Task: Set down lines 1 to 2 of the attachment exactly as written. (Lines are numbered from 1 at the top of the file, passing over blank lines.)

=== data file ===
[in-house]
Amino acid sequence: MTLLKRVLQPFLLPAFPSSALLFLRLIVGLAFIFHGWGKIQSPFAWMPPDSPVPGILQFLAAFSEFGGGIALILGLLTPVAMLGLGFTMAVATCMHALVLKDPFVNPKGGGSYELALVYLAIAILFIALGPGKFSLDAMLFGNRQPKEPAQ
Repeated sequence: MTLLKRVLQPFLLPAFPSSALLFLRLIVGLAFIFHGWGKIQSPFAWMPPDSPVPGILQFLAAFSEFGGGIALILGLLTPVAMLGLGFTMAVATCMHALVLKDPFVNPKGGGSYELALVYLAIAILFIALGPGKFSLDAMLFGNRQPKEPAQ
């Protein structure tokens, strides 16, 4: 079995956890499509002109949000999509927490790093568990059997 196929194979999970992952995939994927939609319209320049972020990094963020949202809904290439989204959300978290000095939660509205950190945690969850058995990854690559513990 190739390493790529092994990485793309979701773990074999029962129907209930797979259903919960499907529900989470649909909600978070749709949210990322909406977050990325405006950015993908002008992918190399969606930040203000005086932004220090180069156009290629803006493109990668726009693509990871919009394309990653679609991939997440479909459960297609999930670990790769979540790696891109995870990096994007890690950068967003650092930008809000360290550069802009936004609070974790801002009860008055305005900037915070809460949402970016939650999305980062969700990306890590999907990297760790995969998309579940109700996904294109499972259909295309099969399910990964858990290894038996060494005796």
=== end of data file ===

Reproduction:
[in-house]
Amino acid sequence: MTLLKRVLQPFLLPAFPSSALLFLRLIVGLAFIFHGWGKIQSPFAWMPPDSPVPGILQFLAAFSEFGGGIALILGLLTPVAMLGLGFTMAVATCMHALVLKDPFVNPKGGGSYELALVYLAIAILFIALGPGKFSLDAMLFGNRQPKEPAQ